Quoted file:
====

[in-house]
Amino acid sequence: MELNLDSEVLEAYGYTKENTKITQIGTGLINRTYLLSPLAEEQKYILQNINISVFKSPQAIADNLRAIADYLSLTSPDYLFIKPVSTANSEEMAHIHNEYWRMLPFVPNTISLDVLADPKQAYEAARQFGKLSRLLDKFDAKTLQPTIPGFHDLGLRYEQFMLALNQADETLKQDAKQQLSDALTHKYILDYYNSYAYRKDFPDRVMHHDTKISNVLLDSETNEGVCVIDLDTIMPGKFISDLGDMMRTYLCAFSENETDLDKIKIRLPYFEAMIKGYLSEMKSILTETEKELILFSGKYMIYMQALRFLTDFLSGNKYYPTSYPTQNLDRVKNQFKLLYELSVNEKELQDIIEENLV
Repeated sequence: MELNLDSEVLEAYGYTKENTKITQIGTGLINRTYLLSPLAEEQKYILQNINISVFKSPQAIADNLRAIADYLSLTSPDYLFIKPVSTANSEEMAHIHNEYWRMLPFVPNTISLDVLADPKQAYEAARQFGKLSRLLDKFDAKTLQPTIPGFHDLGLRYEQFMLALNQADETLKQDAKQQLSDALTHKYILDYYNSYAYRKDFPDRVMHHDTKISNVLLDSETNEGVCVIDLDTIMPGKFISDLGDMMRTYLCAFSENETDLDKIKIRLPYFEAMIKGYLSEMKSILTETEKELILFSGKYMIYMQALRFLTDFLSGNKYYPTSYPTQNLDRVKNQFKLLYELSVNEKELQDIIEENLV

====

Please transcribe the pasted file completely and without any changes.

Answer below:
[in-house]
Amino acid sequence: MELNLDSEVLEAYGYTKENTKITQIGTGLINRTYLLSPLAEEQKYILQNINISVFKSPQAIADNLRAIADYLSLTSPDYLFIKPVSTANSEEMAHIHNEYWRMLPFVPNTISLDVLADPKQAYEAARQFGKLSRLLDKFDAKTLQPTIPGFHDLGLRYEQFMLALNQADETLKQDAKQQLSDALTHKYILDYYNSYAYRKDFPDRVMHHDTKISNVLLDSETNEGVCVIDLDTIMPGKFISDLGDMMRTYLCAFSENETDLDKIKIRLPYFEAMIKGYLSEMKSILTETEKELILFSGKYMIYMQALRFLTDFLSGNKYYPTSYPTQNLDRVKNQFKLLYELSVNEKELQDIIEENLV
Repeated sequence: MELNLDSEVLEAYGYTKENTKITQIGTGLINRTYLLSPLAEEQKYILQNINISVFKSPQAIADNLRAIADYLSLTSPDYLFIKPVSTANSEEMAHIHNEYWRMLPFVPNTISLDVLADPKQAYEAARQFGKLSRLLDKFDAKTLQPTIPGFHDLGLRYEQFMLALNQADETLKQDAKQQLSDALTHKYILDYYNSYAYRKDFPDRVMHHDTKISNVLLDSETNEGVCVIDLDTIMPGKFISDLGDMMRTYLCAFSENETDLDKIKIRLPYFEAMIKGYLSEMKSILTETEKELILFSGKYMIYMQALRFLTDFLSGNKYYPTSYPTQNLDRVKNQFKLLYELSVNEKELQDIIEENLV